“It’s definitely very empowering when you get involved. Like anytime I finish a pair of beaded earrings. I feel like, wow, I just did that.”

This message of empowerment through beading was tweeted out by the federal Administration for Children and Families recently. It’s one of a series of head-scratching messages offered by the agency that is supposedly tasked with reducing child maltreatment in this country but seems increasingly distracted by other goals.

The Administration for Children and Families began in 1912 as the Children’s Bureau, and it seemed effective then. The early part of the 20th century saw a number of progressive reforms around the treatment of children. These included restrictions on child labor, mandatory school attendance and concern about infant mortality and children’s health. But it took longer for these matters to become the concern of the federal government.

According to one article in the Encyclopedia of Chicago:

On March 31, 1905, Chicagoans Jane Addams and Mary McDowell joined Lillian D. Wald, founder of New York’s Henry Street Settlement, and Edward T. Devine, editor of the journal Charities, for a meeting at the White House with President Theodore Roosevelt. The group urged Roosevelt to establish a federal bureau to investigate and report on the nation’s youngest citizens. It took seven more years of lobbying, but President William Howard Taft signed the U.S. Children’s Bureau into law on April 9, 1912, and named as the agency’s first chief another Hull House resident, Julia C. Lathrop. 

The bureau’s mission was to “reduce infant mortality; eradicate child labor; document the dire conditions faced by families during the Great Depression; (and) assist in the recovery after World War II,” according to the Children’s Bureau website.

The kind of difficulties that plagued children in the early part of the 20th century gradually subsided, as a result of economic growth, laws around childhood labor and education and a social safety net that provided support to widows with dependent children.  

Over time, the Children’s Bureau was subsumed by the Administration for Children and Families, which was a part of the Department of Health and Human Services. Many new programs were added, but the Children’s Bureau was arguably the most important because it continued to help the most vulnerable. Even as most American children were experiencing an improvement in health and well-being, there remained a group of children who were still experiencing terrible hardships. They were kids who had been abused and neglected. And the Children’s Bureau began to administer “programming to support the nation’s child protection, foster care, guardianship and adoption programs.” State governments are in charge of child welfare agencies but the federal government helps to fund them as well as collect data and share best practices on child welfare.

But in recent years, the Children’s Bureau’s child welfare mission has taken a back seat. The most recent report from ACF, “Child Maltreatment 2022,” an annual compendium of statistics on child abuse and neglect, was released last week. The report contained a number of disturbing developments. Most importantly, the number of child maltreatment fatalities continued to rise, as it has every year since 2017. It has grown by more than 17% in that time.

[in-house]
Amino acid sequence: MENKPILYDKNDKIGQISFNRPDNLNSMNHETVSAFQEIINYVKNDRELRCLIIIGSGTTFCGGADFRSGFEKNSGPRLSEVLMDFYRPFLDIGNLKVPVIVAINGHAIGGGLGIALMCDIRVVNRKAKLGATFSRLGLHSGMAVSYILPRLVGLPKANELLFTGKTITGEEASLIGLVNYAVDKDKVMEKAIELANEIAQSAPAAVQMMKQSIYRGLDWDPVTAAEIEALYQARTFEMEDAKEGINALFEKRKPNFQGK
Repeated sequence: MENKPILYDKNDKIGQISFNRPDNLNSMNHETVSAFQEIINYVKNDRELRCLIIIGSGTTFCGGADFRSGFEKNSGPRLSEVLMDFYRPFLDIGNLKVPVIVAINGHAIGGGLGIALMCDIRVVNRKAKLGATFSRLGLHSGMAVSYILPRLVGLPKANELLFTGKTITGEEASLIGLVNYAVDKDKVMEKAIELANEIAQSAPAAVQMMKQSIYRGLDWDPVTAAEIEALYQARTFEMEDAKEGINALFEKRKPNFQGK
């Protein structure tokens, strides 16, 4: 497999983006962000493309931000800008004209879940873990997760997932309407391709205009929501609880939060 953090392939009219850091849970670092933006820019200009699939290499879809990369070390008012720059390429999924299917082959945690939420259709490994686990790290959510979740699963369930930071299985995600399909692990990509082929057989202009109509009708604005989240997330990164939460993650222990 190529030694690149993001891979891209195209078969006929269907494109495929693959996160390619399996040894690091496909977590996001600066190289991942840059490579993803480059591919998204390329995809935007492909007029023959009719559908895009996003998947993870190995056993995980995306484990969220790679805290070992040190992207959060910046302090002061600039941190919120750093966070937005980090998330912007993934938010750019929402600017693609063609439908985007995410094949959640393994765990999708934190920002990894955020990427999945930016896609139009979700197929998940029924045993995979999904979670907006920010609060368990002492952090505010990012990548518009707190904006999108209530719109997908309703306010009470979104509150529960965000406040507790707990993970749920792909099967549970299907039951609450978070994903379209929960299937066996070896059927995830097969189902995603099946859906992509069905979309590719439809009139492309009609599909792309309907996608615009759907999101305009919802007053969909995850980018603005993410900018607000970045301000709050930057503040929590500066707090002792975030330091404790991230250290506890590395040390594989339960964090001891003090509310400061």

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Yet instead of focusing on child protection and what can be done to combat abuse and neglect, the press release accompanying the report notes that the goal of ACF is to focus “on getting families what they need, when they need it, long before the involvement of child welfare. This could include increasing access to concrete and economic supports and increasing access to community-based behavioral health services and supports designed to support whole families.”

There is nothing wrong with providing economic supports to families, but the agency seems to be losing focus on child protection. This has been a bipartisan development.

David Kelly, a key official at the Children’s Bureau in the Trump administration, argued, “We need to let go of the system that was designed to rescue children, and construct a system that’s designed to promote health and well-being for all families.”

Kelly and another official, Jerry Milner, have gone on to found the Family Justice Group, an advocacy organization that brings “together federal, state, and local agencies and stakeholders to align resources to create the conditions for families to thrive.” They note that this is the work they began at the Children’s Bureau.  

The problem with this mission is, of course, that it’s not the job of the federal government to promote family well-being. Indeed, doing so would mean engaging in the kind of intrusion objected to by people who see child welfare agencies as overreaching. Second, it’s not an achievable goal. What would it mean to promote family well-being on a nationwide scale? And finally, this kind of mission creep means that the focus is diverted from helping children in need of protection.

In arguing for the creation of the Children’s Bureau in 1903, Wald asked, “If the government can have a department to look after the Nation’s farm crop, why can’t it have a bureau to look after the Nation’s child crop?” It seems like a lovely sentiment, but the nation’s child crop is considerably larger than it was back then and the percentage of children who truly need the intervention of child welfare agencies is considerably smaller. Their problems cannot be ignored.

Naomi Schaefer Riley is a senior fellow at the American Enterprise Institute, a Deseret News contributor and the author of “No Way to Treat a Child: How the Foster Care System, Family Courts, and Racial Activists Are Wrecking Young Lives,” among other books.